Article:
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United States Department of Agriculture

Agricultural Research Service

Research Project: MANAGEMENT OF TEMPERATE FRUIT NUT AND SPECIALTY CROP GENETIC RESOURCES

Location: National Clonal Germplasm Repository (Corvallis, Oregon)

Title: Cydonia oblonga: The Unappreciated Quince

Author
item POSTMAN, JOSEPH

Submitted to: Arnoldia
Publication Type: Popular Publication
Publication Acceptance Date: April 20, 2009
Publication Date: July 20, 2009
Citation: Postman, J.D. Cydonia oblonga: The Unappreciated Quince. Arnoldia. 67(1):2-9.

Interpretive Summary: Of all the commonly grown temperate fruit crops, European quince is one of the most unappreciated. In the United States and parts of western Europe, quince is better known as a dwarfing rootstock for pear than for its own fruit. However, quince has a long history of cultivation and many traditional uses in wide-ranging parts of the world. Quince originated in the wild in Caucasus Mountain region between the Caspian and the Black Sea. It was cultivated in the Middle East long before the apple was and may have been the tempting Garden of Eden fruit mentioned in the Bible. Susceptibility to disease and lack of cold hardiness, combined with the fact that the fruit is used cooked rather than fresh have resulted in a decline in production during the past century. This article describes the history, uses, and potential for genetic improvement of the crop. Recent quince plant and seed introductions from other parts of the world may provide natural solutions to some of the problems that have plagued quince in the United States, and this quince diversity is available to nurseries, researchers and farmers from the Agricultural Research Service genebank in Corvallis Oregon.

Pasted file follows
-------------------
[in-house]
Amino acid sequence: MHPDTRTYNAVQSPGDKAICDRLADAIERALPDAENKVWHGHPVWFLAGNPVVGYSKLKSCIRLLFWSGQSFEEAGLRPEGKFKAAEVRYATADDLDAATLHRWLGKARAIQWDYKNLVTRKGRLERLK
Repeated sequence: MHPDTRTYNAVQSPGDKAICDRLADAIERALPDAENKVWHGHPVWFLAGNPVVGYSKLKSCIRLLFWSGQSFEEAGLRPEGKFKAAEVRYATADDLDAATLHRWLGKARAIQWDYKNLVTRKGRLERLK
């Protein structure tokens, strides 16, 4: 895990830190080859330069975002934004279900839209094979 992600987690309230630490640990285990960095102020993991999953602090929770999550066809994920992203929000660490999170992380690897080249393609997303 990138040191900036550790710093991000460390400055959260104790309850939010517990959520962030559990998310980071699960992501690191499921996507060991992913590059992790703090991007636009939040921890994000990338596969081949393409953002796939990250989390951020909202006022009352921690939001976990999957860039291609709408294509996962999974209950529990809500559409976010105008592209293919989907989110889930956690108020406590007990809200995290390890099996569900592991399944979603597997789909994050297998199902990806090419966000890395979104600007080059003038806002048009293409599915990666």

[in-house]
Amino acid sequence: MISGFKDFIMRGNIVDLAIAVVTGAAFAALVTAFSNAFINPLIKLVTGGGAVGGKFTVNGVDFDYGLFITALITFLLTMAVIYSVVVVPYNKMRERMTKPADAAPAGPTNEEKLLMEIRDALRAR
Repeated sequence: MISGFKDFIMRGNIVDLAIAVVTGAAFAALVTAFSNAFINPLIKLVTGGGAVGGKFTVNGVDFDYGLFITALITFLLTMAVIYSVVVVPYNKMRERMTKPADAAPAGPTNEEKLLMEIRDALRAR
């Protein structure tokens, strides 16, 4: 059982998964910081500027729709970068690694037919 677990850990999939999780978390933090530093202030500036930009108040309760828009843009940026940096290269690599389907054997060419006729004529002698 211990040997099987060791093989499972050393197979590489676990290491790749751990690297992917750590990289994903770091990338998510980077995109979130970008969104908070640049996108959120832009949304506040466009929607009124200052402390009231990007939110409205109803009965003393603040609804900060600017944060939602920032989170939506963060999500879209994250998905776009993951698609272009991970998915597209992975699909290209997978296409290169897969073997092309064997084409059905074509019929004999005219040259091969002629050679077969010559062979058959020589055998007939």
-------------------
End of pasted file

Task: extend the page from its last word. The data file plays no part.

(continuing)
Technical Abstract: Of all the commonly grown temperate fruit crops, European quince (Cydonia oblonga) is probably the most unappreciated. In the United States and parts of western Europe, quince is better known as a dwarfing rootstock for pear than for its own fruit. However, quince has a long history of cultivation and many traditional uses in wide-ranging parts of the world. Cydonia originated in the wild in Caucasus Mountain region between the Caspian and the Black Sea. It was cultivated in the Middle East long before the apple was and may have been the tempting Garden of Eden fruit mentioned in the Bible. Susceptibility to disease and lack of cold hardiness, combined with the fact that the fruit is used cooked rather than fresh have resulted in a decline in production during the past century. This article describes the history, uses, and potential for genetic improvement of the crop. Recent quince plant and seed introductions from other parts of the world may provide natural solutions to some of the problems that have plagued quince in the United States, and this quince diversity is available to nurseries, researchers and farmers from the Agricultural Research Service genebank in Corvallis Oregon.

Last Modified: 7/28/2014
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